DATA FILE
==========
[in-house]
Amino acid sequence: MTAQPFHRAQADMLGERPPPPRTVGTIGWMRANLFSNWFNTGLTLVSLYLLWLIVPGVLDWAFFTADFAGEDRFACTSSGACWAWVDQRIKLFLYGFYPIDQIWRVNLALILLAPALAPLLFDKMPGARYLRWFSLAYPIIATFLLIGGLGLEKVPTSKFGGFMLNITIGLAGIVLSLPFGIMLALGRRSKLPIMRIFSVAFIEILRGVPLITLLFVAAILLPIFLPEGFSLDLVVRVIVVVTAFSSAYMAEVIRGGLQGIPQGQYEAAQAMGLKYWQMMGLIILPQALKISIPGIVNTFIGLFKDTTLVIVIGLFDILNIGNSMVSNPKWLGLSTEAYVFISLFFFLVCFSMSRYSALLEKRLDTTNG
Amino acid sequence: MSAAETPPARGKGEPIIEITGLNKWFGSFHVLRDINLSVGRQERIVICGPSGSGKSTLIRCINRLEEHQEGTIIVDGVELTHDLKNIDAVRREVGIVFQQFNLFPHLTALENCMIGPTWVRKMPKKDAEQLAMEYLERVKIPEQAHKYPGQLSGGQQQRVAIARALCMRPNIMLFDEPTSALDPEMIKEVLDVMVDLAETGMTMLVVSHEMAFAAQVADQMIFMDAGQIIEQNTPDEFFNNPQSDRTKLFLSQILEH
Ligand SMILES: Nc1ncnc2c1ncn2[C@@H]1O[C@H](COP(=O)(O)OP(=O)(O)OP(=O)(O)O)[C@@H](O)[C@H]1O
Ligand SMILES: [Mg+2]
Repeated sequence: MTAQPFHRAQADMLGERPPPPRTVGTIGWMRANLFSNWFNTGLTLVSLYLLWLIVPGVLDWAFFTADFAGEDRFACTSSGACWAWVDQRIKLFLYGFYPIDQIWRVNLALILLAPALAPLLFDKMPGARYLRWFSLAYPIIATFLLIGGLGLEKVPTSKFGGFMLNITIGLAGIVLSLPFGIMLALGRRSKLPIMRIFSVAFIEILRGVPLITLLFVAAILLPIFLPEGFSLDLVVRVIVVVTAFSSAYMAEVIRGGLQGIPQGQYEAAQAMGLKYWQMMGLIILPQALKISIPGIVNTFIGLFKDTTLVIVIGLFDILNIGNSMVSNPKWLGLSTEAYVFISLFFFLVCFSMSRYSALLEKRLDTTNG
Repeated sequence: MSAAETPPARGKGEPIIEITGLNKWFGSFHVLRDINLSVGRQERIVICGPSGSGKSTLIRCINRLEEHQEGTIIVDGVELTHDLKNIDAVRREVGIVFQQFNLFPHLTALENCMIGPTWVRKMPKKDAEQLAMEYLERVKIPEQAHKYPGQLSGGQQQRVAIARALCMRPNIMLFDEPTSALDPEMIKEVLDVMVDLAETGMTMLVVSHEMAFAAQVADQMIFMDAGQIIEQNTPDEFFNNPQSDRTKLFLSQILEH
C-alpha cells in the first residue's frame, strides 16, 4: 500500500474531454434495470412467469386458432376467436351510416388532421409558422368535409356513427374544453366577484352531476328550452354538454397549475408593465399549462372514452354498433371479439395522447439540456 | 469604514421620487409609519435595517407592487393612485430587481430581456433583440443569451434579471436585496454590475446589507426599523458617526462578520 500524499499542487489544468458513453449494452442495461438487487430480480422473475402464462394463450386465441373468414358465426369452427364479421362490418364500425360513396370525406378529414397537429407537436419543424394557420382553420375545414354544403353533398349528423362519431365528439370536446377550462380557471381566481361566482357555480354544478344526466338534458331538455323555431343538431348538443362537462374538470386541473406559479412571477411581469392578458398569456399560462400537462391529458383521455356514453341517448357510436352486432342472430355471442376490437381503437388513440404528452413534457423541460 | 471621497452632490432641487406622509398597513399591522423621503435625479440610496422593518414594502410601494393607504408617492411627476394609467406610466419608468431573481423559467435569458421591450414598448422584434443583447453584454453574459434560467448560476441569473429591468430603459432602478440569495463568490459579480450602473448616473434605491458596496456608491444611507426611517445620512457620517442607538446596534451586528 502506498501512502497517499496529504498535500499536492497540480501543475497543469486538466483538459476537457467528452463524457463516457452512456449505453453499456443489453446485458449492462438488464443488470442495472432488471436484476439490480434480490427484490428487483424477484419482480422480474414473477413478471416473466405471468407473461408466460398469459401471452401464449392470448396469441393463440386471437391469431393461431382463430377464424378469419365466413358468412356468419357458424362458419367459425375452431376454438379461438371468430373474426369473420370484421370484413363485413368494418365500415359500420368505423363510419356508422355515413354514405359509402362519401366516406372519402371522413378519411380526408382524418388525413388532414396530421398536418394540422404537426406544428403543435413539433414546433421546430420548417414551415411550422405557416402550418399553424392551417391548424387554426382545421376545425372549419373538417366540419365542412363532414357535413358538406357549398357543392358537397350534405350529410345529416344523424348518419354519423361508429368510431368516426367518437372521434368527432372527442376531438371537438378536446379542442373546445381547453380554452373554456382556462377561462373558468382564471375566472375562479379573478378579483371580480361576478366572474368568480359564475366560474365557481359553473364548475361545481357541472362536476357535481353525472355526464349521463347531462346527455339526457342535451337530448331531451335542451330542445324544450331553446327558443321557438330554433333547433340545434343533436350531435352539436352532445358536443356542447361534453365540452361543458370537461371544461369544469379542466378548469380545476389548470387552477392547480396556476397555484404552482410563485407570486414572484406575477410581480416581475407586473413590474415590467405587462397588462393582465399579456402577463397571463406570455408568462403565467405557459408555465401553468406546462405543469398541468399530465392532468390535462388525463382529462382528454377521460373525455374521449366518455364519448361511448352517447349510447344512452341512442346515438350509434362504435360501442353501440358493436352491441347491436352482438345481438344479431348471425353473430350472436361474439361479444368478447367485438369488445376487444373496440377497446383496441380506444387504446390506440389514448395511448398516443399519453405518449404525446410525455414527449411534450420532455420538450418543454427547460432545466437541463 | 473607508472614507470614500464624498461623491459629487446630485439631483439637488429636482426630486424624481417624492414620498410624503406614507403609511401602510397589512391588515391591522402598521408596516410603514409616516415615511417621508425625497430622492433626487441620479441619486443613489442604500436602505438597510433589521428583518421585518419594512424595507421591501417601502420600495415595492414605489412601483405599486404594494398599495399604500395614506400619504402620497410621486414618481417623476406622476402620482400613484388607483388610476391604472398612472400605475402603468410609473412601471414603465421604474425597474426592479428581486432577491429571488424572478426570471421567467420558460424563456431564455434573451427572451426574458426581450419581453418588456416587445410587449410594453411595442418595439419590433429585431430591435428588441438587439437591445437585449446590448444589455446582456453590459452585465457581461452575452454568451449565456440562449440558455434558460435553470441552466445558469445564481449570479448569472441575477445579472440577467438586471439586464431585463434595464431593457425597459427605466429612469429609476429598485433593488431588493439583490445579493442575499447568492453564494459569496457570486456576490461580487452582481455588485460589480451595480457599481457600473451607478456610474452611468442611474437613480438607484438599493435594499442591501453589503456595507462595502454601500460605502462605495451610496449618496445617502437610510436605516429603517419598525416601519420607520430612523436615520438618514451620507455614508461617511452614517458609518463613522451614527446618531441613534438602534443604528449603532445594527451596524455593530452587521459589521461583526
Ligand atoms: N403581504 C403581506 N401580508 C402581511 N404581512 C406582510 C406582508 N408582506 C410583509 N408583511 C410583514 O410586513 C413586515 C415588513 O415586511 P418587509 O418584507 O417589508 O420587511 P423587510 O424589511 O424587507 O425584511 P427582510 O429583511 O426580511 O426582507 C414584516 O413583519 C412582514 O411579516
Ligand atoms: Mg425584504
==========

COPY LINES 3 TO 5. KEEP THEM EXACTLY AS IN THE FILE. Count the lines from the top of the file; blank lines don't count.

Amino acid sequence: MSAAETPPARGKGEPIIEITGLNKWFGSFHVLRDINLSVGRQERIVICGPSGSGKSTLIRCINRLEEHQEGTIIVDGVELTHDLKNIDAVRREVGIVFQQFNLFPHLTALENCMIGPTWVRKMPKKDAEQLAMEYLERVKIPEQAHKYPGQLSGGQQQRVAIARALCMRPNIMLFDEPTSALDPEMIKEVLDVMVDLAETGMTMLVVSHEMAFAAQVADQMIFMDAGQIIEQNTPDEFFNNPQSDRTKLFLSQILEH
Ligand SMILES: Nc1ncnc2c1ncn2[C@@H]1O[C@H](COP(=O)(O)OP(=O)(O)OP(=O)(O)O)[C@@H](O)[C@H]1O
Ligand SMILES: [Mg+2]